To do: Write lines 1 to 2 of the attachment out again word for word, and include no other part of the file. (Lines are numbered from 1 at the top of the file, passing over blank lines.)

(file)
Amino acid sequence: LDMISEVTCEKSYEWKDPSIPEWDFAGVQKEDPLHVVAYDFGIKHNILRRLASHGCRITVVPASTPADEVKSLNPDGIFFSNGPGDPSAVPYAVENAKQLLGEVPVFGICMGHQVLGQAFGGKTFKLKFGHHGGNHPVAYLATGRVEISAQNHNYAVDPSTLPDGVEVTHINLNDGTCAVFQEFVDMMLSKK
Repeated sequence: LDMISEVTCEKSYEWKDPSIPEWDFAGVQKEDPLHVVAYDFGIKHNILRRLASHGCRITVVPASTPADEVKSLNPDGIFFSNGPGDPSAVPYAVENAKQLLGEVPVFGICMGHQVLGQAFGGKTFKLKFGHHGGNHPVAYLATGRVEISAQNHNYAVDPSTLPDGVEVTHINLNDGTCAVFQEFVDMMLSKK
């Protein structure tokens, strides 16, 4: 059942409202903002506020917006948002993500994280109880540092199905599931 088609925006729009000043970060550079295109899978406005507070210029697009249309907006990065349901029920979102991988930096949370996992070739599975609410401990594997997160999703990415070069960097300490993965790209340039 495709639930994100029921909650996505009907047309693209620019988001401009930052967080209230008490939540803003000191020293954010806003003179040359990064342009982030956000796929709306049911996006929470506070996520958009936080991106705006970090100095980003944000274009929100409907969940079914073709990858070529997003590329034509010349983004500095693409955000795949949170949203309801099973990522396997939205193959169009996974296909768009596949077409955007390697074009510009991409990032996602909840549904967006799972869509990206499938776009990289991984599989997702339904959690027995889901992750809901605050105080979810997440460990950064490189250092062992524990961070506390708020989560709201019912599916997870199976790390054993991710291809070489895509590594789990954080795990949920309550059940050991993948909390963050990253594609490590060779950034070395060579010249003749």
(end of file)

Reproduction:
Amino acid sequence: LDMISEVTCEKSYEWKDPSIPEWDFAGVQKEDPLHVVAYDFGIKHNILRRLASHGCRITVVPASTPADEVKSLNPDGIFFSNGPGDPSAVPYAVENAKQLLGEVPVFGICMGHQVLGQAFGGKTFKLKFGHHGGNHPVAYLATGRVEISAQNHNYAVDPSTLPDGVEVTHINLNDGTCAVFQEFVDMMLSKK
Repeated sequence: LDMISEVTCEKSYEWKDPSIPEWDFAGVQKEDPLHVVAYDFGIKHNILRRLASHGCRITVVPASTPADEVKSLNPDGIFFSNGPGDPSAVPYAVENAKQLLGEVPVFGICMGHQVLGQAFGGKTFKLKFGHHGGNHPVAYLATGRVEISAQNHNYAVDPSTLPDGVEVTHINLNDGTCAVFQEFVDMMLSKK